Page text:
But Lemonade’s tech-enabled customer experience doesn’t come at a premium. In fact, Lemonade has become known for offering policies at rates sometimes substantially lower than those of its competitors. According to the company, its policies can cost as much as 80% less than those offered by
other insurers, but it says that, contrary to criticisms that are leveled by some in the industry, there are logical explanations for this that aren’t nefarious.
Among them: because it doesn’t rely on a network of expensive humans to sell its policies, its customer acquisition costs are much lower. How much lower? According to the company, “our acquisition costs are already 10x lower than legacy carriers. This allows us to do away with punitive minimum premiums, and allows renters to save a fortune on insurance. Simple.”
Targeting first-time insurance buyers
According to Lemonade co-founder Daniel Schreiber, the company “appeals to an underserved market” and the evidence of that is that 87% of its customers are first-time insurance buyers.
Given Lemonade’s tech-enabled, app-based customer experience, it shouldn’t come as a surprise that many of Lemonade’s customers are millennials, a segment that is important to established insurers but has proven somewhat difficult for some of them to sell to.
Some of the challenges around selling insurance, especially to young consumers, relate to the reputation of the insurance industry. Many see it as opaque and question where their money actually goes. This in turn can lead to doubts that insurance is worth what it costs.
Lemonade attempts to address this by explaining in detail how its business is structured and how each part of its business earns money. Some in the industry suggest that there’s nothing revolutionary about Lemonade’s business structure, and that it doesn’t even offer consumers much benefit, but these arguments ignore the value of being more transparent in an industry not known for transparency.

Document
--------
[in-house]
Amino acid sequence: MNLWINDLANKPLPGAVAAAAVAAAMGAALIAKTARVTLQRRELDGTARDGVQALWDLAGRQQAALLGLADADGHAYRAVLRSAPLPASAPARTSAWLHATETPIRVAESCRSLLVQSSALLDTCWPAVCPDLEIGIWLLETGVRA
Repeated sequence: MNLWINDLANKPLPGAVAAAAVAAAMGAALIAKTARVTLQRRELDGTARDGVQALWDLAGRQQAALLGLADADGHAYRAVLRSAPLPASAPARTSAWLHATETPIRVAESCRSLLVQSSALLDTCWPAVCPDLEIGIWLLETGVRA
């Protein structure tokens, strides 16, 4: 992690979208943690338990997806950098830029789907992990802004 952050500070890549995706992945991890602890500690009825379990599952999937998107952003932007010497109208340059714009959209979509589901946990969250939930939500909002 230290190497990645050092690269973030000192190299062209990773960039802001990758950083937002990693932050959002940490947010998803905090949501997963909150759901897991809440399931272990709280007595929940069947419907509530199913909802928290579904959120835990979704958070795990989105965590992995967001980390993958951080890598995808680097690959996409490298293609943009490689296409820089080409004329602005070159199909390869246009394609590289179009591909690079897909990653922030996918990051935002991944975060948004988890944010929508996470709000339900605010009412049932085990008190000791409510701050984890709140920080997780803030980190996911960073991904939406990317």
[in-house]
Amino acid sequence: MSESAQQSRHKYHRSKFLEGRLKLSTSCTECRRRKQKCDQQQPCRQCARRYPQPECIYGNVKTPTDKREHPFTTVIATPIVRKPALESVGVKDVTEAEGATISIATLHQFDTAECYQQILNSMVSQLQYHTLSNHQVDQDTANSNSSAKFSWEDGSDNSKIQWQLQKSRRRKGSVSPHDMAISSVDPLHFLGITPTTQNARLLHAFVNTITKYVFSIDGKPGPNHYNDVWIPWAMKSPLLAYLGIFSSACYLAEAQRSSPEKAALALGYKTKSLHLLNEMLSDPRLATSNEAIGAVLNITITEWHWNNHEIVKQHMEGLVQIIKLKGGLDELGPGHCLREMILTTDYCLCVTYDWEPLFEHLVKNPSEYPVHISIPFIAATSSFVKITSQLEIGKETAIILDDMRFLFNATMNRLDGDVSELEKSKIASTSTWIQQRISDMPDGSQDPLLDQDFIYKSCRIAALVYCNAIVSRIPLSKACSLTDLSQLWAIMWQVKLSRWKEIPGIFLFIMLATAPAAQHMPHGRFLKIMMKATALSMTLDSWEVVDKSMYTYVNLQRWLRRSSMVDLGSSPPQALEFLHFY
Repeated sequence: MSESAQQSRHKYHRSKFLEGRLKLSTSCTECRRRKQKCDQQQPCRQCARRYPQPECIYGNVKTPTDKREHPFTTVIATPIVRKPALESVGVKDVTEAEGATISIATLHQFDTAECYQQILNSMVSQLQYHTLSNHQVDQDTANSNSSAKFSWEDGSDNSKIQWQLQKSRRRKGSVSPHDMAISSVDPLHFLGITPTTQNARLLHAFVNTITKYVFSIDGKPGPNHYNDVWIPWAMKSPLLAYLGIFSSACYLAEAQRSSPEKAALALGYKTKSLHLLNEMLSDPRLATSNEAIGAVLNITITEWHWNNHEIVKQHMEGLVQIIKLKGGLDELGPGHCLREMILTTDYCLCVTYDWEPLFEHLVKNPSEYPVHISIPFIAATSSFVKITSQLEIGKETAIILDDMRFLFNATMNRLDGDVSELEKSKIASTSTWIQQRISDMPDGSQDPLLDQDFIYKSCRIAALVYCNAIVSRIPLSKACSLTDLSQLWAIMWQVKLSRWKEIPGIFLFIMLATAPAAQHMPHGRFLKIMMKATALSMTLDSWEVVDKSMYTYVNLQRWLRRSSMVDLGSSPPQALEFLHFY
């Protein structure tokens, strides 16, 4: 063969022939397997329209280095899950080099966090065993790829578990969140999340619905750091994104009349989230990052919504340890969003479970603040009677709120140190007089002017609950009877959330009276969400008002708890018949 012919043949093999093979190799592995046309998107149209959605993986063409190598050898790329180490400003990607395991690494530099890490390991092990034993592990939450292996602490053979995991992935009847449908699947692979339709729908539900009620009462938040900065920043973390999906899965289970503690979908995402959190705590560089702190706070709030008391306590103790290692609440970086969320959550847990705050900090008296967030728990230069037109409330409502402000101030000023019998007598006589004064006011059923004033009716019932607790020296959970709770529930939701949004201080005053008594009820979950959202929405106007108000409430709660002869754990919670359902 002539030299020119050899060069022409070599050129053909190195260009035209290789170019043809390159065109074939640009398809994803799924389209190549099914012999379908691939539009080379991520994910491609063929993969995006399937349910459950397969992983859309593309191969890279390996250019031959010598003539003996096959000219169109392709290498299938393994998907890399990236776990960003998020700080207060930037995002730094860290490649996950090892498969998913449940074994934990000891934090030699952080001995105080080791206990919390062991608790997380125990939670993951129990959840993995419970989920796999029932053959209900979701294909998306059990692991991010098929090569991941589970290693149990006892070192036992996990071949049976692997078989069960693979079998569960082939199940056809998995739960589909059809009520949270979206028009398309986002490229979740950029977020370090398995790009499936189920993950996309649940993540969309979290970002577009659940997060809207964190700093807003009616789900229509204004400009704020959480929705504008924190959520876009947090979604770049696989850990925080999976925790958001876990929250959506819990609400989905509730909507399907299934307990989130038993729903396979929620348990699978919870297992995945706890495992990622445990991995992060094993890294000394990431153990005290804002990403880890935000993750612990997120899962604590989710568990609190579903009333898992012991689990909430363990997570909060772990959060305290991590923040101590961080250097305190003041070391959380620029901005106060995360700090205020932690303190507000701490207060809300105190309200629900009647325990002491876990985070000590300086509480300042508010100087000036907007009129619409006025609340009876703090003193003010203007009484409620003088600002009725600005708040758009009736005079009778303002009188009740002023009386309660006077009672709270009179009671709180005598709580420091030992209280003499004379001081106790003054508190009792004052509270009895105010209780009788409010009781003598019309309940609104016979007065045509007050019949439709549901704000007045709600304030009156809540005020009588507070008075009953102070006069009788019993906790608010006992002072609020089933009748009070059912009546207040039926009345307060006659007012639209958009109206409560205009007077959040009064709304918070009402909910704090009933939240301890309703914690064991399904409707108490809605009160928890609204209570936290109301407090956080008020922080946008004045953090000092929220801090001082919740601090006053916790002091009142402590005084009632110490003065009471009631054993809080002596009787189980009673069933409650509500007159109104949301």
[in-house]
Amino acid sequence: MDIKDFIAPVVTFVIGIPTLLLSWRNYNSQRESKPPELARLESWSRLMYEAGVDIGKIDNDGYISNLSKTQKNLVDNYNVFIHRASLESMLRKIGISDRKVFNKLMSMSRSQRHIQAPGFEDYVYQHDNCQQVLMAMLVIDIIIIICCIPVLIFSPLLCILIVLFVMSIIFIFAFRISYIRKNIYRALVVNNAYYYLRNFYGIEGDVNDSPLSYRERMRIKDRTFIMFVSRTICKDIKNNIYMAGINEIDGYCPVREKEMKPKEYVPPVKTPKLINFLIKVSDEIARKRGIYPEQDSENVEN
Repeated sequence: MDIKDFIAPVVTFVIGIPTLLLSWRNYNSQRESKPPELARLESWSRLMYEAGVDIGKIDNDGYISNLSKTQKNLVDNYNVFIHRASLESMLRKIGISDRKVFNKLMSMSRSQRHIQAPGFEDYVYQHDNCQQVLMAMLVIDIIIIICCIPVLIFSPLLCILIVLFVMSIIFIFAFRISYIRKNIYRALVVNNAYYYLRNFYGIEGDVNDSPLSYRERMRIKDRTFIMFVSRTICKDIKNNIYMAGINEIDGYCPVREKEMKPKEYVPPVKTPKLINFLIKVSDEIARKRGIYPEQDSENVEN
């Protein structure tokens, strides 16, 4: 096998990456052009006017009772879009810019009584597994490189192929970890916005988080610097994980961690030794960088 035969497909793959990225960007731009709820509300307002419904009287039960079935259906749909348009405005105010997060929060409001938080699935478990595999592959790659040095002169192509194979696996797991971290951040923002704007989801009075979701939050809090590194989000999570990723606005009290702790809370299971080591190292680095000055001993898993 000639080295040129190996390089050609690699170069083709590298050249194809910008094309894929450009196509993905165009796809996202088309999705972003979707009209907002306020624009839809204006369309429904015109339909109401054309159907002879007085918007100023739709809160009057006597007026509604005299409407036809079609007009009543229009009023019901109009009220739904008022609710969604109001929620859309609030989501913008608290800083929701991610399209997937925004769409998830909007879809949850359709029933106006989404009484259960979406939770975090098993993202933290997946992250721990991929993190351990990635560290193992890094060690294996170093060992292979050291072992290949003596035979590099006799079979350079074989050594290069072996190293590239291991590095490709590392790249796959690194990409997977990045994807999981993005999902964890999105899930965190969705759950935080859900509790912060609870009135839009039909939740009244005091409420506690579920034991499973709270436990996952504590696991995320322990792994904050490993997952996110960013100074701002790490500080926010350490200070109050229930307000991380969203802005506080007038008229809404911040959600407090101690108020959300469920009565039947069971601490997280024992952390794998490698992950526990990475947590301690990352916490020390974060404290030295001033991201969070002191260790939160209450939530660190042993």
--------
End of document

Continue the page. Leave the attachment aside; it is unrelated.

A charity component
Numerous studies have demonstrated that younger consumers are more likely to patronize brands that are socially conscious and support causes they care about. Apparently with this in mind, Lemonade has created a component of its business called giveback that allows it to support non-profit organizations its policyholders select.
Lemonade’s Schreiber explained, “After you get a policy at Lemonade, we ask you to select a cause you care about most. Unclaimed money goes to that nonprofit of your choice at the end of the year. By building an insurance product that is based on social good, rather than a necessary evil, we can give
back up to 40% of your premium to a cause you want to support.”
He added that this behavioral economics hack could also be good for Lemonade’s business as an insurer. “By urging our policyholders to choose a cause to ‘give back’ to, we are creating a community of like-minded individuals, building trust and reducing probability of fraudulent claims. If someone embellishes their claim, they are only depriving their cause.”